To improve flood control outcomes in coastal mega-cities of developing nations (CMDN), there is a need for better informed approaches to the management of hydrological infrastructure assets such as waterways or drainage channels, detention reservoirs,high-protection levees, seawalls, dikes, dams, pumping stations and floodgates. Achieving this approach requires proper under-standing of the prevailing conditions in these cities, both favourable and the unfavourable. Hence, CMDN must carefully assess the challenges and opportunities unique to their environment and consequently design suitable strategies of generating relevant in-formation to improve the management of their hydrological infrastructure assets.To address this issue, this study reviewed literature and retrieved relevant information about the strengths, weaknesses, opportunities and threats that are common to CMDN. Using this information, the study implemented TOWS analysis, resulting in the recommendation of appropriate strategies to help support an informed management of hydrological infrastructure assets as a means of improving flood control in CMDN. In a nutshell, it was noted that remote sensing technology and hydraulic/hydrologic models exist as avenues to support informed management of hydrological infrastructure assets, but several prevailing factors in CMDN limit their viability. Other viable solutions were recommended, including citizen-driven data collection via social media and mobile crowd-sensing (social network), IoT-enabled low-cost sensors for environmental monitoring (sensor or cyber network), and graph-based network modelling and analysis of hydraulic/hydrological infrastructure system (physical network). Future studies will seek to demonstrate how the three identified solutions can be implemented in CMDN. It is important to note that the focus of this study is on improving structural measures to flood mitigation in CMDN and does not in any way undermine the crucial role of non-structural measures such as land-use zoning, risk management and emergency planning, building codes,flood insurance, institutional arrangement, etc. Finally, one limitation of this study is the fact that it does not consider the distinct characteristics that may be unique to each individual coastal mega-city situated in developing nations. Where such distinct characteristics exist, it is advisable to consider them together with interpreting and applying the results of this study to that specific city.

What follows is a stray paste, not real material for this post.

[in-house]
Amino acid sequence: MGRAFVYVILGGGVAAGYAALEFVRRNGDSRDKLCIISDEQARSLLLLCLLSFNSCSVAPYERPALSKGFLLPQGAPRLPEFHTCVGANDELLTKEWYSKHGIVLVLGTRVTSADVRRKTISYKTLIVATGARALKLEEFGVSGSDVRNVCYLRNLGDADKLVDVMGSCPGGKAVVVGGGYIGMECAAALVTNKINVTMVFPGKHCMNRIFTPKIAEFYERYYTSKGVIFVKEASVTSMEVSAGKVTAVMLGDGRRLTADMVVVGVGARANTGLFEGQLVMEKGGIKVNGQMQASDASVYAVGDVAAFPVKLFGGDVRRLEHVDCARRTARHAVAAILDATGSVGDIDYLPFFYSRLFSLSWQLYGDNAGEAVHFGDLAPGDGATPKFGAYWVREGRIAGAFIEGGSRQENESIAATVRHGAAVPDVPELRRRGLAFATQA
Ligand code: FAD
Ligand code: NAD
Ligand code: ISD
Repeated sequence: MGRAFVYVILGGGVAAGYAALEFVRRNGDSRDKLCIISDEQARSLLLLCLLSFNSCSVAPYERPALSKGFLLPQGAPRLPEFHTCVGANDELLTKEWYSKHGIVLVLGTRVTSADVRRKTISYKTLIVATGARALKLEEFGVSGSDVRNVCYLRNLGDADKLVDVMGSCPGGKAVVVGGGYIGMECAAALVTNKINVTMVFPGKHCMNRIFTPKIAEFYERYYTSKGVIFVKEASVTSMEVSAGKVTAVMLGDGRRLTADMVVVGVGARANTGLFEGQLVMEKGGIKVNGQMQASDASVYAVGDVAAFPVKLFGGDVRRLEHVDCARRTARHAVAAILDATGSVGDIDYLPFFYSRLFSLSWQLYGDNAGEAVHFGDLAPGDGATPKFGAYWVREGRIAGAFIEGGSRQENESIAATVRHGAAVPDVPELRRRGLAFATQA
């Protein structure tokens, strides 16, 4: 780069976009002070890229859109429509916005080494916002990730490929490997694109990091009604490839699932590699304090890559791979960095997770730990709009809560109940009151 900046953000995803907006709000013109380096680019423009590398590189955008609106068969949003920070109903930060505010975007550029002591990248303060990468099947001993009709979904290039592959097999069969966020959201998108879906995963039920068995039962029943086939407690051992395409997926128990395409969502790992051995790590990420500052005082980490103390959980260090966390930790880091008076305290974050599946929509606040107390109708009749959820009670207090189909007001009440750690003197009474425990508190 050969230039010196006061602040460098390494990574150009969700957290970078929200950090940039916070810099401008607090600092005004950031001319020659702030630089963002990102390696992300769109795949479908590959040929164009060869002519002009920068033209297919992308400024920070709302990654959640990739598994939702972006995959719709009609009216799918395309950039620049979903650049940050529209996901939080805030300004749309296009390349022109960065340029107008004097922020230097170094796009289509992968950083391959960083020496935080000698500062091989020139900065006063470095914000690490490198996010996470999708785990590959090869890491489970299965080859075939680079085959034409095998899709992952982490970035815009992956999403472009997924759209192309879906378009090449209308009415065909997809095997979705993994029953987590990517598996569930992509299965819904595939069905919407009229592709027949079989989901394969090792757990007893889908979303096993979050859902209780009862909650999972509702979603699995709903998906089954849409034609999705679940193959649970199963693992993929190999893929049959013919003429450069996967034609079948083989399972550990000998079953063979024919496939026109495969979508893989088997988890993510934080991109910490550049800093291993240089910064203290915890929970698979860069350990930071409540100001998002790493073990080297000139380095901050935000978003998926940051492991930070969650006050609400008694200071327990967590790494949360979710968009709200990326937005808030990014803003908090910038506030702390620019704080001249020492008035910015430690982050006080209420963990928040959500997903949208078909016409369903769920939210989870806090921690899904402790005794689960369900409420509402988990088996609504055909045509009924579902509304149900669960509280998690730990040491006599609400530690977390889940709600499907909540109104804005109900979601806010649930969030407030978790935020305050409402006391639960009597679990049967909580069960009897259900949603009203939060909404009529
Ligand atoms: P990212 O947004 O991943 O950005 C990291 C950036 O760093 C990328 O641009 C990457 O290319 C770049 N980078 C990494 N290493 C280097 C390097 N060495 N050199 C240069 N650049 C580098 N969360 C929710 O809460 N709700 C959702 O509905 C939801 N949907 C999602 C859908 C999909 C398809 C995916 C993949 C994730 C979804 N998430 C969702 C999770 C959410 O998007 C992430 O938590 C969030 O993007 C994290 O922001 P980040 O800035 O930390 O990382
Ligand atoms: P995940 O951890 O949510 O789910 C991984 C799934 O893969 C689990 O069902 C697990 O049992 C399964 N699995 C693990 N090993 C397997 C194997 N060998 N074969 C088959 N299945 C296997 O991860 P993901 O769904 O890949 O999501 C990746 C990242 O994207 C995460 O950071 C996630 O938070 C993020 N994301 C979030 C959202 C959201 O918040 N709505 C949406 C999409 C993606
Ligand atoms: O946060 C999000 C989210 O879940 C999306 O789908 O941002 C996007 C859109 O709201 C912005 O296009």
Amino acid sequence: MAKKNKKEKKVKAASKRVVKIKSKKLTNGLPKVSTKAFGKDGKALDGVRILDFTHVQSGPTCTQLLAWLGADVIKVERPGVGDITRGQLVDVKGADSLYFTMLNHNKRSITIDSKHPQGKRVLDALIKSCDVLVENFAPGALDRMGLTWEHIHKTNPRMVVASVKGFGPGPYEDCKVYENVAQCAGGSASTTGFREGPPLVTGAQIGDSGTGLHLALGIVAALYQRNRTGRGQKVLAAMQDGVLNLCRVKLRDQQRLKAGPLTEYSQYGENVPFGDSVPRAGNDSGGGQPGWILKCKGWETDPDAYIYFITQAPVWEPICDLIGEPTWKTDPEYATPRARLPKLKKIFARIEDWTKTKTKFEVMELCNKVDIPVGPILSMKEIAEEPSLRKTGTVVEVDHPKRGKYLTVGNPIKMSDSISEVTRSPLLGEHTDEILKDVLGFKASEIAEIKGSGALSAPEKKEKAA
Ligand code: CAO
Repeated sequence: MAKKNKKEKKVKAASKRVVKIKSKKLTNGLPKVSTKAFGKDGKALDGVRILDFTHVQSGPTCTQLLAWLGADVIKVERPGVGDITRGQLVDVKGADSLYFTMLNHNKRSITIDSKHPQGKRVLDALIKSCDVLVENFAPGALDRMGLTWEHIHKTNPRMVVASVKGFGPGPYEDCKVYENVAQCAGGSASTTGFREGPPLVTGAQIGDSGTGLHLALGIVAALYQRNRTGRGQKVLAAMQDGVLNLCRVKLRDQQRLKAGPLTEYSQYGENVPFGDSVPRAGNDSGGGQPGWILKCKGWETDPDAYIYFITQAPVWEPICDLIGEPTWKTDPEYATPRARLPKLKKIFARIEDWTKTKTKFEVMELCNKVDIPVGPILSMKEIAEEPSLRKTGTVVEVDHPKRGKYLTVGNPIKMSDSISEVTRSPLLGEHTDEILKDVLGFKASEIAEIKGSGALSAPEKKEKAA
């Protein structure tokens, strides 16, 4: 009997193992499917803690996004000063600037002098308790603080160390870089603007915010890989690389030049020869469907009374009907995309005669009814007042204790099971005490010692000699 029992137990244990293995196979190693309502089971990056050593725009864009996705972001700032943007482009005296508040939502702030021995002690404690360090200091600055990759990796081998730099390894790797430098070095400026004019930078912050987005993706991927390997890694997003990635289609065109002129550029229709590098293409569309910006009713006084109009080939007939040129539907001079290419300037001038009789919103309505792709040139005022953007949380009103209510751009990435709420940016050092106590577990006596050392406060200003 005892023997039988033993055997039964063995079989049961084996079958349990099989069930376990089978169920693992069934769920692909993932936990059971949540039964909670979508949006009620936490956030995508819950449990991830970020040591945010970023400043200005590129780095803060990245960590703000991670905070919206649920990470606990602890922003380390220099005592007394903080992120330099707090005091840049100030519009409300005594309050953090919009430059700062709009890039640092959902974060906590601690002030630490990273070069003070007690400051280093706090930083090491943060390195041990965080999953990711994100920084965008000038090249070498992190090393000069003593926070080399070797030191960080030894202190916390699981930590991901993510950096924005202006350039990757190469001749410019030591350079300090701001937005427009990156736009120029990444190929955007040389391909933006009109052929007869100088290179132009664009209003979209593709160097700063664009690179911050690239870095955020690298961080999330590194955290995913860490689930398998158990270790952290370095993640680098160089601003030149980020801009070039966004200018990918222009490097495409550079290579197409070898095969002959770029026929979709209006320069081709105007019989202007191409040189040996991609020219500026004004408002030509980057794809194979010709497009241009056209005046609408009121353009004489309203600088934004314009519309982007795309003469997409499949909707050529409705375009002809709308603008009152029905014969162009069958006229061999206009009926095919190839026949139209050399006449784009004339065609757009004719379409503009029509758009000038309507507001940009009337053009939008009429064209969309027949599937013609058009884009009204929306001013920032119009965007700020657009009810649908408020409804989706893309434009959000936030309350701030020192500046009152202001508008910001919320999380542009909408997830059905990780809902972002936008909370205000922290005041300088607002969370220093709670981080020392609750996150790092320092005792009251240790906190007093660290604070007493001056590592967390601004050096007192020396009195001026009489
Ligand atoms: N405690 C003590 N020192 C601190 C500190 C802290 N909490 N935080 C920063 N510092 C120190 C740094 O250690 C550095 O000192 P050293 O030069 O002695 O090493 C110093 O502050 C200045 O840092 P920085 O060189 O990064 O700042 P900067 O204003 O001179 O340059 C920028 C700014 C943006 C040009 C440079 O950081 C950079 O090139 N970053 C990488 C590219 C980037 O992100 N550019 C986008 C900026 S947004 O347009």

This work was supported by the Australian National Data Service (ANDS) through the National Collaborative Research Infrastructure Strategy Program [ANDS MODC 15, 2014], the Department of Foreign Affairs and Trade, Australia (DFAT) [agreement number 71984] and the University of Wollongong Global Challenges Program (PetaJakarta.org)
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Citation: R.I. Ogie, P. Perez, K.T. Win, K. Michael, 2018, “Managing hydrological infrastructure assets for improved ﬂood control in coastal mega-cities of developing nations”, Urban Climate, 24, pp. 763-777.